Reishi/Ganoderma lucidum

July 30 2009 post. I found a verrry interesting item while reading “Jaymun’s Journey” (see: http://tinyurl.com/l5te4c Thanks, Dave! Incidentally, I am so thankful and happy that Jaymun is home now, what a relief!), which then led me to the following abstract: http://tinyurl.com/klxuvf Wowiezeewie!

In September, I will ask Sherlock if she can get me the full study…in the meantime, we will have to be content with what can be gleaned from the abstract, such as this glorious titbit: Ganoderma lucidum extract has a profound activity against leukemia, lymphoma and multiple myeloma cells and may be a novel adjunctive therapy for the treatment of hematologic malignancies. Profound effect??? That sounds super…but what is this stuff?

Well, ganoderma lucidum is a mushroom species…a fungus that has been used in traditional Chinese medicine for more than 4,000 years, making it one of the oldest mushrooms known to have been used in medicine, as we can read in its write-up in Wikipedia: http://tinyurl.com/n5szkn Perhaps many of you will recognize, as I did!, the Japanese word for this mushroom: Reishi. Ah yes. It seems to be another one of those fix-all-and-more remedies…it is used to treat conditions as diverse as rheumatism, heart problems, asthma, fatigue, psoriasis, high blood pressure, HIV and…cancer. And more…

I urge you to have a look at the above Wikipedia link. The “History” section is absolutely fascinating. For instance, the oldest book in oriental herbal medicine (2,000 years old!) states the following: “The taste is bitter, its energy neutral, it has no toxicity. It cures the accumulation of pathogenic factors in the chest. It is good for the Qi of the head, including mental activities… Long term consumption will lighten the body; you will never become old. It lengthens years.” Uhm…never become OLD?!!! Words escape me at the moment…

In Chinese, by the way, it is called “lingzhi,” which means “herb of spiritual potency” and my personal favourite: “mushroom of immortality.”

Wikipedia also provides suggestions on how to cook this mushroom as well as a list of scientific studies backing its rather impressive anti-this and anti-that properties. Can you tell that I am excited? There are also heaps of studies on the mushroom of immortality in PubMed…I have already found a reliable source and will buy some of the, er, immortal extract, even though I don’t have the time now to go through any of these studies (but what I have read is enough to convince me to give it a whirl…)…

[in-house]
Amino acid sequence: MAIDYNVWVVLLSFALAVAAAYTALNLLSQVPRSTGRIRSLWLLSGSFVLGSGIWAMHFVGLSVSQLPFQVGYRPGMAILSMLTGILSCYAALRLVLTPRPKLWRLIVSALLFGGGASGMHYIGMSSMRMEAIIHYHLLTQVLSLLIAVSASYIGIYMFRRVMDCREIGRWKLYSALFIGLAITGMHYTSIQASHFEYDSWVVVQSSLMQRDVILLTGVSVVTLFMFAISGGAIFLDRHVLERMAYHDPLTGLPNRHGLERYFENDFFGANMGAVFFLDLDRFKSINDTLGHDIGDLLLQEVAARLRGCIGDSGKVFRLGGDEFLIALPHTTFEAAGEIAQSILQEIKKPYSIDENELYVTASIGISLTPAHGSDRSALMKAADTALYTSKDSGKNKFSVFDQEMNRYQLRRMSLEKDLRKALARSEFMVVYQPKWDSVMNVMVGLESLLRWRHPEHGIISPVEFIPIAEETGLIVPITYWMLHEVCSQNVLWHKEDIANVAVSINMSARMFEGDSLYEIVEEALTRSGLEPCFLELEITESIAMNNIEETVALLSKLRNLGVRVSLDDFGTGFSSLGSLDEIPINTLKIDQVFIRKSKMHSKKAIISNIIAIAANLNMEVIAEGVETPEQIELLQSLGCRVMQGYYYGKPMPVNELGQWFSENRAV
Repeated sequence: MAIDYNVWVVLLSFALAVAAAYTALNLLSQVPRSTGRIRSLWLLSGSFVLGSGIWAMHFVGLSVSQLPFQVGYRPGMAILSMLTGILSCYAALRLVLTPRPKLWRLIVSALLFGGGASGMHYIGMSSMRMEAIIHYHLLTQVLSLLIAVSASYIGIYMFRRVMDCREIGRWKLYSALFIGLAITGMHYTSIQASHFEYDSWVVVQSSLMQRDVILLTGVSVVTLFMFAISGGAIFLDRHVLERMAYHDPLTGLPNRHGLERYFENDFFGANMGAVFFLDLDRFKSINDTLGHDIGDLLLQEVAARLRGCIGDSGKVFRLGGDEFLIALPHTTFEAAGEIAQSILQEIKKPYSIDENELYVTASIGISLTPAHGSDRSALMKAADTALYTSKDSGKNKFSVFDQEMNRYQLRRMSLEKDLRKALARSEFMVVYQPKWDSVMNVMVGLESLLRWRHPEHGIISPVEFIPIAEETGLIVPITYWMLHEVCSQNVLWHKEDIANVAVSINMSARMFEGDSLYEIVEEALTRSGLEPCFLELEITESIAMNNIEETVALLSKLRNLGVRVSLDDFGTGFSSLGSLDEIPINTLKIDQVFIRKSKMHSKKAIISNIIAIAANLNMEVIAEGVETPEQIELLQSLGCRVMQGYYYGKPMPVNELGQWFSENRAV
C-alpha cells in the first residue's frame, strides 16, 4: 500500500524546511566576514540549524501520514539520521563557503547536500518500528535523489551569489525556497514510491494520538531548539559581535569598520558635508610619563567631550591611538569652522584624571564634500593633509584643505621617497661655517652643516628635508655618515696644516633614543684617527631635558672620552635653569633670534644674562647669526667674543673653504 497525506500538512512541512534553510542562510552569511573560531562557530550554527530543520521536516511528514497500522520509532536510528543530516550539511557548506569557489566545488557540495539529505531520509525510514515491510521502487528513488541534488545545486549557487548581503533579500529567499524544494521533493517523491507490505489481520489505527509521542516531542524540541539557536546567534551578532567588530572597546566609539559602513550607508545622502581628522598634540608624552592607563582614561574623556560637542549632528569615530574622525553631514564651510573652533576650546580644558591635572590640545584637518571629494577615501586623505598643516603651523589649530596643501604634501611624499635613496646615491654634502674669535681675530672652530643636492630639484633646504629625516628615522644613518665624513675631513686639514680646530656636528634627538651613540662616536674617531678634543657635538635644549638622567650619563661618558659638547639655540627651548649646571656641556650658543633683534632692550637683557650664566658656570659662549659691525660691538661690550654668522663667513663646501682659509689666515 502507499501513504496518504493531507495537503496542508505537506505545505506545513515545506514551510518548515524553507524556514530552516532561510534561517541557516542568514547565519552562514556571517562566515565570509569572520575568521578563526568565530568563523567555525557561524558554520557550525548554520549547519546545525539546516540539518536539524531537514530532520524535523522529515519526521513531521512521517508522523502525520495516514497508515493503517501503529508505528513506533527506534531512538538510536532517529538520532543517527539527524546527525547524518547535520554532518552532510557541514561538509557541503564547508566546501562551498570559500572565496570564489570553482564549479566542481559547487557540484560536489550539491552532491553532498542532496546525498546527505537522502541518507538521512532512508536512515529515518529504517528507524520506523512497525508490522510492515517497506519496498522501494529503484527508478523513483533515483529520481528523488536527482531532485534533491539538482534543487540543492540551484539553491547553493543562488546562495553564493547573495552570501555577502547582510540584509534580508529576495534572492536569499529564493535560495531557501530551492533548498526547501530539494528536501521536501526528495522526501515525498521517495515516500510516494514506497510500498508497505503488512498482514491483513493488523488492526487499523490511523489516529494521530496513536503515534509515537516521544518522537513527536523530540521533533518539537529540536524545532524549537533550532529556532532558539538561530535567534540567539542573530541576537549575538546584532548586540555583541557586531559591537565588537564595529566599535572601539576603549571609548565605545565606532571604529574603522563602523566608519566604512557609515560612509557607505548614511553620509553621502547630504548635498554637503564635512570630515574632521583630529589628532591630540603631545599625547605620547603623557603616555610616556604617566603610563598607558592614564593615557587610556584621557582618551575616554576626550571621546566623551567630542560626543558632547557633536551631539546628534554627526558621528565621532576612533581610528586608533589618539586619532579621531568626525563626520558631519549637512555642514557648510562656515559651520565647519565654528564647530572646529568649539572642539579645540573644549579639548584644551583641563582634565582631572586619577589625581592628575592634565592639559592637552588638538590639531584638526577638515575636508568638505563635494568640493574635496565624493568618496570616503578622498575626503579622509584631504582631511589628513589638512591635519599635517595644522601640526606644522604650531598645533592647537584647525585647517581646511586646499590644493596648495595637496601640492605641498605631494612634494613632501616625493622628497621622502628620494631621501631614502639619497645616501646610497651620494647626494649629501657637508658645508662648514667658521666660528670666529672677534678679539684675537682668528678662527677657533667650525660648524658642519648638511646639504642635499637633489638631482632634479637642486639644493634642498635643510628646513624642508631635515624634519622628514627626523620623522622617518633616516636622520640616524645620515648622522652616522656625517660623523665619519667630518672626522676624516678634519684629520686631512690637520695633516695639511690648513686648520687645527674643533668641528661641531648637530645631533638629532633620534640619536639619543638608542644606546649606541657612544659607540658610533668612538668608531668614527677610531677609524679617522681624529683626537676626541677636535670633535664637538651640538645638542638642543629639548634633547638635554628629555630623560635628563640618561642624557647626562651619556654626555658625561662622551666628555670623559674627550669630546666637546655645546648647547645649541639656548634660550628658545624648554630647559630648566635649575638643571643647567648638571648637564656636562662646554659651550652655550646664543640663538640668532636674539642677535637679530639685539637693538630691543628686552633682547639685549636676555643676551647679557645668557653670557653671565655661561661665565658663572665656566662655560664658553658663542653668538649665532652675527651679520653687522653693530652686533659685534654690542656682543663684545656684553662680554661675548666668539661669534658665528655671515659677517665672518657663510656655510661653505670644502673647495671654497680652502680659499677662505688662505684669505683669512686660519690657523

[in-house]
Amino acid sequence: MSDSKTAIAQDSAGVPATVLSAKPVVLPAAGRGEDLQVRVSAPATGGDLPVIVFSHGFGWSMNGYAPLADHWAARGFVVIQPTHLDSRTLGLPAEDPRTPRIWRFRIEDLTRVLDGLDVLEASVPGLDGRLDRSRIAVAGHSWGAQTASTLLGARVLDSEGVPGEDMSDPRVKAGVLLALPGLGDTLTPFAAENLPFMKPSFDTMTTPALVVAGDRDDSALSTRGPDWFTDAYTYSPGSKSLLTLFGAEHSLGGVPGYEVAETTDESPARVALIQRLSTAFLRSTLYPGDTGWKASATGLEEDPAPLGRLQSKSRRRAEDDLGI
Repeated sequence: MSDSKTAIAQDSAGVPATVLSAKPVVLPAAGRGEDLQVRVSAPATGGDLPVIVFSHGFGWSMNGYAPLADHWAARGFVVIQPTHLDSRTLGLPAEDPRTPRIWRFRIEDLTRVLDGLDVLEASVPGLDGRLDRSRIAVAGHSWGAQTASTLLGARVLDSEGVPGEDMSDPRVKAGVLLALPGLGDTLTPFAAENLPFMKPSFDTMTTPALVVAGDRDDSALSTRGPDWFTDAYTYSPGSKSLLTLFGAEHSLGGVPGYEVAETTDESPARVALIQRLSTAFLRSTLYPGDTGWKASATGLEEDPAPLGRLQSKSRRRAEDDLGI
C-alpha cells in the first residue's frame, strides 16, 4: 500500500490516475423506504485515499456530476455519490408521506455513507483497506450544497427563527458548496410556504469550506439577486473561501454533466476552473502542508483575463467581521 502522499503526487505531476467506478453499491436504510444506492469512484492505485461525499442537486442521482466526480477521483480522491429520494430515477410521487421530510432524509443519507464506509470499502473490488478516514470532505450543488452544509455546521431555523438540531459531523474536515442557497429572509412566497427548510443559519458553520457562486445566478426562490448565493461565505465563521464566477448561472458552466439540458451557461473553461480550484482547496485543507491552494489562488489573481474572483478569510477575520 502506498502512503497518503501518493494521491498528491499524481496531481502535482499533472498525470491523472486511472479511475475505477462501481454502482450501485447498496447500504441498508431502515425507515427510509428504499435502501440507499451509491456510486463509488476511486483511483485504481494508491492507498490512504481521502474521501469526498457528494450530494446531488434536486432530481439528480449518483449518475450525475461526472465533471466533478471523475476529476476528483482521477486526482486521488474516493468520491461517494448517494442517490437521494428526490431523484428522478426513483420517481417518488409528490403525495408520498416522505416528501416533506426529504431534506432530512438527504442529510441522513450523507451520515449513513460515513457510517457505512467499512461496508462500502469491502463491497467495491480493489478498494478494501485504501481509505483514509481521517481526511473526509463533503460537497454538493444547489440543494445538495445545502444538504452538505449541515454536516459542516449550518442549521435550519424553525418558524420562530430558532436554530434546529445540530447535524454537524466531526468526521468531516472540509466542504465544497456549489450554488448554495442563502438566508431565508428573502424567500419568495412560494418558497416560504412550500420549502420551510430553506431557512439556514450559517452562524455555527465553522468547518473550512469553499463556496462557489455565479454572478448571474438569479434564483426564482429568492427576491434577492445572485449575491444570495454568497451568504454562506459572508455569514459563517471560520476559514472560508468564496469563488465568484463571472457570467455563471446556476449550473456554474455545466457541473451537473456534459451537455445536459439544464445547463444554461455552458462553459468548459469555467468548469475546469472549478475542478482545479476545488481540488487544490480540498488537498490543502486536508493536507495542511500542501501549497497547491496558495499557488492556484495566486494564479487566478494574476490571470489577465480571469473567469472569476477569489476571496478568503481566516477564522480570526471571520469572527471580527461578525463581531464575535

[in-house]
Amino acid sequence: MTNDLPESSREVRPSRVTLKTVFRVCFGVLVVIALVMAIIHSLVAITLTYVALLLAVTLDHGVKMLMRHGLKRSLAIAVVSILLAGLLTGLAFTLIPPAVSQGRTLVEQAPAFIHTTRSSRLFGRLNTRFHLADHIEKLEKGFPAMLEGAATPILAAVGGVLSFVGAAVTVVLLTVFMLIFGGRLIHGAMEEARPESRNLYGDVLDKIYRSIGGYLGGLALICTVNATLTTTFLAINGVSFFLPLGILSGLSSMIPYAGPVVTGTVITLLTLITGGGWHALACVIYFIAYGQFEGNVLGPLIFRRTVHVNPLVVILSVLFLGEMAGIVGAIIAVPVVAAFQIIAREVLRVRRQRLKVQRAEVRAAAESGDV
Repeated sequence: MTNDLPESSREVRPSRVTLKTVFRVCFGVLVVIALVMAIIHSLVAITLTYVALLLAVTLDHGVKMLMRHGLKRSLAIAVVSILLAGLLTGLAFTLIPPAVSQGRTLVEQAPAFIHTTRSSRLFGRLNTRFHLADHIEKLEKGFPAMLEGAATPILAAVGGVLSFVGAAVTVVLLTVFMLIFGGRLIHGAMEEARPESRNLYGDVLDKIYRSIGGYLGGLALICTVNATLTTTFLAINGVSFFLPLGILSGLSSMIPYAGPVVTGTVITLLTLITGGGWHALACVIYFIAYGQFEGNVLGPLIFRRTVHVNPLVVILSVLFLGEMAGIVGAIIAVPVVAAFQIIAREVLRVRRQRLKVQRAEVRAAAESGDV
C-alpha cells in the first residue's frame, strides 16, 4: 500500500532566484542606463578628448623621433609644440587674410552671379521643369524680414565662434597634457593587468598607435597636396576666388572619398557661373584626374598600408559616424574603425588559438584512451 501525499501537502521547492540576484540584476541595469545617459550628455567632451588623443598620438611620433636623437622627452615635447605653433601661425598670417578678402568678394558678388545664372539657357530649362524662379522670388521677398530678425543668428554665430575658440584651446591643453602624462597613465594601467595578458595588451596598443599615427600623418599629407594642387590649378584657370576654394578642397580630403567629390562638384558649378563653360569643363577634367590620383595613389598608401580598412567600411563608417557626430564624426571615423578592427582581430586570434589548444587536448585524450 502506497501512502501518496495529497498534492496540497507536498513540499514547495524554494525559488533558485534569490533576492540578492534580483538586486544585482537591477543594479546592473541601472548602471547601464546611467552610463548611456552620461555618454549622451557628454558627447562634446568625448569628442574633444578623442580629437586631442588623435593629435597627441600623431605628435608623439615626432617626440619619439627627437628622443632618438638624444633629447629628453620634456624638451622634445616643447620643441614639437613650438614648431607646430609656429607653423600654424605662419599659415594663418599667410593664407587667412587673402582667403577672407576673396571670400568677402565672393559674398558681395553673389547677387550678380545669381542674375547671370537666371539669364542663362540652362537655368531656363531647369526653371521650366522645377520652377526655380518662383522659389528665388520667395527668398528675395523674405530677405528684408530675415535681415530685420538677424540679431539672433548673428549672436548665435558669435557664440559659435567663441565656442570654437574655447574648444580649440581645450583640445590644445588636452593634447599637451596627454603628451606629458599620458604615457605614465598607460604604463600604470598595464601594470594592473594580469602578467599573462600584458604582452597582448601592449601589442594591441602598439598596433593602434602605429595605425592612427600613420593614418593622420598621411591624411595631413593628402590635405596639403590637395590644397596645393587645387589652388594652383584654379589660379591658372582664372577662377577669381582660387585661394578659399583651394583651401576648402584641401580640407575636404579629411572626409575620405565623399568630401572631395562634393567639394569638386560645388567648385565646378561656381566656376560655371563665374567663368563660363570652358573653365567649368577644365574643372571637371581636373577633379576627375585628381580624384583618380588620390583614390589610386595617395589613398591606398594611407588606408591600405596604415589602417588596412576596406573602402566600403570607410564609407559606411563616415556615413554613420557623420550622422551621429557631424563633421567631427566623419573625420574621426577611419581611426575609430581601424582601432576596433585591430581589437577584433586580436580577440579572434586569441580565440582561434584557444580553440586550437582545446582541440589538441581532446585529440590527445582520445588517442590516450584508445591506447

Update. September 9 2009 post. On July 30th, I posted about Reishi, or Ganoderma lucidum, and its murderous effect on leukemic, lymphoma and MM cell lines. At the time, I had been able to read only the abstract.

Soon thereafter, a blog reader (thank you!) kindly let me know that the full study is available online: http://tinyurl.com/ljsbh7. Slight problem: my online copy (I hope this doesn’t happen to everyone!) comes to an abrupt halt at the end of page 7, which means that the final Discussion points are missing, as are the references. Very peculiar. As usual, though, Sherlock (grazieee!) came to the rescue by sending me the complete study, so I was able to fill in the missing bits.

Let’s see. Since the full study (or rather, most of it!) is online, I won’t make but a few comments. Reishi was tested against the above-mentioned cell lines together with other five herbs with known anti-cancer activities (see above link, the Discussion part, page 7) and was found to be the most active of all. It was especially effective against the blood cancer cell lines.

The following excerpt is from page 8, my mysteriously “missing” online page: Taken together, our study is the first to examine the effects of G. lucidum extract on a large panel of hematologic cell lines. Our results show that G. lucidum extract has activity against leukemia, lymphoma and myeloma cells and may be a novel adjunctive therapy for the treatment of hematologic malignancies. Further research is planned to isolate the triterpenoid constituent of G. lucidum (ganoderic acid) and to examine its anti-cancer potential.

I bought a Reishi extract while in the U.S. this summer and plan to test it, on myself of course!, at some point this winter. Interesting times lie ahead…I hope!

1 Comment

  1. Margaret, my warm advise- not to try Reishi.I did it in 2006 and my IgG jumped from 3530 to 3860 and paraprotein from 2.5 to 2.8 g/dL. It took to me two months to reduce it back (with large amounts of curcumin and EGCG).

    Michael

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